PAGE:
Gulf oil spill: Obama to head to region on Sunday
President Obama will head to the Gulf of Mexico on Sunday to catch up firsthand with efforts to fight the massive oil slick that has begun licking the Louisiana shore.
The decision to go to the scene is hardly a surprise, though the White House had indicated just 24 hours earlier that there were no immediate plans for the president to visit the scene.
Why the quick change? Here’s where it gets sticky.
Obama was forceful in criticizing the Bush administration for its slow response to the devastation caused by Hurricane Katrina, which was a political disaster for the Bush administration. Local officials along the gulf have already been complaining about the federal response this time.
The presidential visit is just the latest move by the administration to escalate its presence.
Obama personally has spoken about the oil leak three times in as many days. Top Cabinet officials visited the region on Friday after top-level briefings on Thursday in Washington. Officials in Louisiana have often noted that the response by the federal government and BP began as soon as the fire began on a deep-water rig on April 20 and has been “forward leaning.”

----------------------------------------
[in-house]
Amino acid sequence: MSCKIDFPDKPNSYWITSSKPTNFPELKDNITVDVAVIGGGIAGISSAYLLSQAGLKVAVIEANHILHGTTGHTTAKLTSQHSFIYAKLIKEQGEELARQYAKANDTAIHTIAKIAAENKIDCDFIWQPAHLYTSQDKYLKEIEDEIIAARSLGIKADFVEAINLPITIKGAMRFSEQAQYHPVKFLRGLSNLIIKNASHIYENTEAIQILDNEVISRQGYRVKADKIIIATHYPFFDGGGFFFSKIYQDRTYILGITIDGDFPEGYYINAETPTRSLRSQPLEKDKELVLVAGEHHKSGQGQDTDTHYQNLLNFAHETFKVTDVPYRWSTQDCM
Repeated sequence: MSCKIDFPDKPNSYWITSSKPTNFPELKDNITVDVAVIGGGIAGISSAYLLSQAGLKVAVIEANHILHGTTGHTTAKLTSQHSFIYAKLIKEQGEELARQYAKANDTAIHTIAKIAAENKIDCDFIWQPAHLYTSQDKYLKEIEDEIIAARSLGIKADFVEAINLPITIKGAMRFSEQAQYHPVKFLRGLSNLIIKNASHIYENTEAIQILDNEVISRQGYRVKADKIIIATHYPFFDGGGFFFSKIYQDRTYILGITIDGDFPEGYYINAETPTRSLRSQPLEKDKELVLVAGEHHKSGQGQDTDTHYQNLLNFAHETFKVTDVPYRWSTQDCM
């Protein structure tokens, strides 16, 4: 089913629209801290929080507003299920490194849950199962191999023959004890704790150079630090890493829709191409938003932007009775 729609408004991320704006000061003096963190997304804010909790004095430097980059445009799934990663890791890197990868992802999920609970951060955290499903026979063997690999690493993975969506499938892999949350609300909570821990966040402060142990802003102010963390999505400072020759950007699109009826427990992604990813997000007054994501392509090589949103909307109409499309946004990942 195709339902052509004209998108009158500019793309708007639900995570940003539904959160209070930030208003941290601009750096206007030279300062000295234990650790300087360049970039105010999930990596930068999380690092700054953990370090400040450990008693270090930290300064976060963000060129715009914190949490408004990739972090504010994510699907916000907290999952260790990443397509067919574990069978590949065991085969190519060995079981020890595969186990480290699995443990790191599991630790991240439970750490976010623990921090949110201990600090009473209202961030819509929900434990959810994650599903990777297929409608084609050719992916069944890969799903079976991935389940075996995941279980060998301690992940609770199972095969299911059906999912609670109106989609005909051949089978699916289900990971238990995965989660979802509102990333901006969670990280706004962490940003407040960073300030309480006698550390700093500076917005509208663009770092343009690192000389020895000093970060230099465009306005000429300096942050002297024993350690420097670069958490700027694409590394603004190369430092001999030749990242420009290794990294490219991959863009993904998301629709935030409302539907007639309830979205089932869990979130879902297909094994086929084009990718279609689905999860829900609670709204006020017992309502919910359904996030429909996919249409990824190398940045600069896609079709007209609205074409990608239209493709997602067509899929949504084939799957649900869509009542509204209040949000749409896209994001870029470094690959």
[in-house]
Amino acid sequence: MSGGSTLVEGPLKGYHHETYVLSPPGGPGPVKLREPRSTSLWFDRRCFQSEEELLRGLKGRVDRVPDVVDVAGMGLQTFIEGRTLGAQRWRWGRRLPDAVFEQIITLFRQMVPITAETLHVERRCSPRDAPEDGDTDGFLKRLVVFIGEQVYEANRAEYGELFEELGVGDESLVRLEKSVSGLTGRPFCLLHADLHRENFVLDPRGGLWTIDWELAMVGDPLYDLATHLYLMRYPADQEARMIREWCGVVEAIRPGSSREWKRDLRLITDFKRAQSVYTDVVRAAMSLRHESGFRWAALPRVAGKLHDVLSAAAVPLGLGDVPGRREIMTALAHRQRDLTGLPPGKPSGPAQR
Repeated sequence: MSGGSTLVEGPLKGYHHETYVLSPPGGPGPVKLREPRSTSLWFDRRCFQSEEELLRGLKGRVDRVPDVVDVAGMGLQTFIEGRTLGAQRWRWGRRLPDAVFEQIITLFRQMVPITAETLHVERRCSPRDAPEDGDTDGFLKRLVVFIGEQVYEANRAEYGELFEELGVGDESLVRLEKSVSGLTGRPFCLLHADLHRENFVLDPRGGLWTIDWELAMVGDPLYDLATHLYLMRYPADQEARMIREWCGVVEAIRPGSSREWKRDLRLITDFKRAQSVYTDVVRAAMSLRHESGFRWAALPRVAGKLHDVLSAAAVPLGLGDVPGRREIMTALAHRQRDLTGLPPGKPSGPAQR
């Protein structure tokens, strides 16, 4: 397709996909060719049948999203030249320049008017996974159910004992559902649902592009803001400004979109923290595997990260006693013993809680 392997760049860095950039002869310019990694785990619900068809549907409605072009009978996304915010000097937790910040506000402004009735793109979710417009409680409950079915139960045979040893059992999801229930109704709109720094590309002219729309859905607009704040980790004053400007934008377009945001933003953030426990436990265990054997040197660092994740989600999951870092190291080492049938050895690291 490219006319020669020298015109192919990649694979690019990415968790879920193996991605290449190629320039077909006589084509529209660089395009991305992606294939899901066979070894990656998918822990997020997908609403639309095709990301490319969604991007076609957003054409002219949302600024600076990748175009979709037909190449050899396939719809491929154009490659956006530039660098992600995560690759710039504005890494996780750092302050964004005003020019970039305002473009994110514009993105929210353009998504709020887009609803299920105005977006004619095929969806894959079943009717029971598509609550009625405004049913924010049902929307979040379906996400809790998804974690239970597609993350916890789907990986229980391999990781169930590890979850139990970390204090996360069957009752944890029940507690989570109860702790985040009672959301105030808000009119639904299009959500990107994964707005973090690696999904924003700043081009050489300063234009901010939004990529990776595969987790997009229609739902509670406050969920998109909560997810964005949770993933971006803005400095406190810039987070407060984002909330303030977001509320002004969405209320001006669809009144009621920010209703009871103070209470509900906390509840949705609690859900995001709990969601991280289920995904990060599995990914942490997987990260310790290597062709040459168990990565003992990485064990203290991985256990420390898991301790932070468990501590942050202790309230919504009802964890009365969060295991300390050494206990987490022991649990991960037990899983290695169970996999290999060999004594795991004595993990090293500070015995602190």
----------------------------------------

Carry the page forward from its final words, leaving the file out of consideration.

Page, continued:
Lastly, there is the public relations problem.
Sunday’s morning talk shows will most likely have segments about the Obamas’ scheduled appearance at the White House Correspondents dinner in Washington. The image of a president at a glamorous black-tie affair on a day when more black oil is washing ashore in Louisiana is a bit too ancien regime for a populist president who has berated Washington's cynical politics as usual.